Mirror of Zen Blog

Home-Leaver’s Mind

This singular teaching has been one of the most shining lodestars of my life. To some people in my near-orbit, it seems a thoroughly offensive or irritating orientation, even somewhat cruel. But however much I feel compelled to soften its natural expression in my action and speech, this command-from-inside is an irrevocable compass to me. It was always so, nearly from the beginning.

And why should such a Teaching seem so weird to people? Isn’t it one of the central declarations of the man to whom countless places of worship have been erected, the man who said:

N.B.: Emerson’s usage of the word “genius” is not our narrowed conventional sense of a type of exalted intelligence, but the emergent modern meaning cleaving closely to its classical root, as expressed in this Wikipedia entry:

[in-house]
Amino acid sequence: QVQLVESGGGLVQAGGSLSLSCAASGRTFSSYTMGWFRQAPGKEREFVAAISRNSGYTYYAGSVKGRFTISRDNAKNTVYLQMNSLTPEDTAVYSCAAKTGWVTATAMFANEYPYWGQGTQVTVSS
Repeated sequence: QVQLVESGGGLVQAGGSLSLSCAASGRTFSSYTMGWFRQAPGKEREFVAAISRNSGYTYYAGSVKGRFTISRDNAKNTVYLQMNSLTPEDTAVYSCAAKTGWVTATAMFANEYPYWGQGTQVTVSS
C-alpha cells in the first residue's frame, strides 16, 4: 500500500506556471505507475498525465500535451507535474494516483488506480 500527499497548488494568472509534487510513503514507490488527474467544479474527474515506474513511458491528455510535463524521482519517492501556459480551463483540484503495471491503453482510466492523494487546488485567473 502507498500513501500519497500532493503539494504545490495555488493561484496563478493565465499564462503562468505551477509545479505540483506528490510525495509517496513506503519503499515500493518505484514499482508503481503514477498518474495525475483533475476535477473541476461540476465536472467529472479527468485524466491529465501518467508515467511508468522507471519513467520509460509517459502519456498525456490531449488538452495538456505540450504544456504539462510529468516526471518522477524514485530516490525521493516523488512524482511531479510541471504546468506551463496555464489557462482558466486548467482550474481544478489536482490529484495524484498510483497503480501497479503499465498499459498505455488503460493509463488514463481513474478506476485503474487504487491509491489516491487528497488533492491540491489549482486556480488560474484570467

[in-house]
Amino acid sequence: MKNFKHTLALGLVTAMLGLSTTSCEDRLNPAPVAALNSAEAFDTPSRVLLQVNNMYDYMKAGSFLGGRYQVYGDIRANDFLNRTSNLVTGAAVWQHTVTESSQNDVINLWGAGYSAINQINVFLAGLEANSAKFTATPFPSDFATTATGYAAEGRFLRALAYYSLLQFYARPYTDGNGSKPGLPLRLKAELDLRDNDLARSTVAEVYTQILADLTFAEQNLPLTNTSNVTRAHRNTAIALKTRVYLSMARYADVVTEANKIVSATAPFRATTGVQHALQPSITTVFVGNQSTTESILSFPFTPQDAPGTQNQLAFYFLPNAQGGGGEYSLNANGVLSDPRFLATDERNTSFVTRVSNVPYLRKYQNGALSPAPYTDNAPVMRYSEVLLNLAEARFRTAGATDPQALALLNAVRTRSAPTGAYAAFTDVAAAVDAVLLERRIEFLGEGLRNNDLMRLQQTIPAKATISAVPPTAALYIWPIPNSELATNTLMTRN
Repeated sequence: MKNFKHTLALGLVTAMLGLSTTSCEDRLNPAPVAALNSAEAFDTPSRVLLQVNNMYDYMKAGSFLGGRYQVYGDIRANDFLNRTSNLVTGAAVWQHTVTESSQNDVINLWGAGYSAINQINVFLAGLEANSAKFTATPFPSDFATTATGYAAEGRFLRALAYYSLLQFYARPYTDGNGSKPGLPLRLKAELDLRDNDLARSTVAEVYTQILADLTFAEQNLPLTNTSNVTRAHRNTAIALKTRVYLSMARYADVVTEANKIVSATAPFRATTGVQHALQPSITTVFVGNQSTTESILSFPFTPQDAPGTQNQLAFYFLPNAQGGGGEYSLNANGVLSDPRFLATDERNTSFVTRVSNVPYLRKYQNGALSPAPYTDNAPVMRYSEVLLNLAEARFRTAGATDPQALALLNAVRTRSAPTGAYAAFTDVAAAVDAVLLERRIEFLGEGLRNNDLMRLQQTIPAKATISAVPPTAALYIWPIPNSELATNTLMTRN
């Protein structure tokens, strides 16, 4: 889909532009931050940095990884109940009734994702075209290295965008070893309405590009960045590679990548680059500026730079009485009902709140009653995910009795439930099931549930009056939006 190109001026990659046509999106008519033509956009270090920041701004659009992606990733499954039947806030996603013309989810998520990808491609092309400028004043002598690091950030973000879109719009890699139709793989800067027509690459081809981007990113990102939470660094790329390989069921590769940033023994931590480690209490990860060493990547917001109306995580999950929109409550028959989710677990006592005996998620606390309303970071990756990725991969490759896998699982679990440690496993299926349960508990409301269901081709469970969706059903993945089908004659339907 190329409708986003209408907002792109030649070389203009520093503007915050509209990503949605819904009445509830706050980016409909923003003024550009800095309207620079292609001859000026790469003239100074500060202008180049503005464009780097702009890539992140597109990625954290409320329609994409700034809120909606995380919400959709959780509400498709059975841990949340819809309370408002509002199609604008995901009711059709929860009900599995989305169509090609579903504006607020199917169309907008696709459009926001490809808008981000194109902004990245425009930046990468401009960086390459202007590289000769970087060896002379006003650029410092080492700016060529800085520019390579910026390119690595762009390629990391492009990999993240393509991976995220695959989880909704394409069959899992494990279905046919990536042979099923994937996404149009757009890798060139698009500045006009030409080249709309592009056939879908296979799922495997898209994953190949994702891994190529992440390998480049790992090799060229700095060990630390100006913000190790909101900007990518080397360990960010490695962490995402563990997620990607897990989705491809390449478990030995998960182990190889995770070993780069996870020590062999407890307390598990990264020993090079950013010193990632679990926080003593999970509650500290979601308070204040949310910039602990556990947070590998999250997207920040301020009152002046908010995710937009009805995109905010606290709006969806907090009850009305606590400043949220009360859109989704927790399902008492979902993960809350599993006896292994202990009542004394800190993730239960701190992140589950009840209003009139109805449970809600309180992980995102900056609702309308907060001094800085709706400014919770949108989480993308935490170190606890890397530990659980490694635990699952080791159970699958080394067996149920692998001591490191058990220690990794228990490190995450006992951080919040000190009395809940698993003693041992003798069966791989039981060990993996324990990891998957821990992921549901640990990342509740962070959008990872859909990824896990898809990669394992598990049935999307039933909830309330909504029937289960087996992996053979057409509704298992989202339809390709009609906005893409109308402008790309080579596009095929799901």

In ancient Rome, the genius (plural in Latin genii) was the guiding spirit or tutelary deity of a person, family (gens), or place (genius loci).[18]The noun is related to the Latin verbs "gignere" (to beget, to give birth to) and "generare" (to beget, to generate, to procreate), and derives directly from the Indo-European stem thereof: "ǵenh" (to produce, to beget, to give birth). Because the achievements of exceptional individuals seemed to indicate the presence of a particularly powerful genius, by the time of Augustus, the word began to acquire its secondary meaning of "inspiration, talent".[19]The term genius acquired its modern sense in the eighteenth century, and is a conflation of two Latin terms: genius, as above, and Ingenium, a related noun referring to our innate dispositions, talents, and inborn nature.[20]

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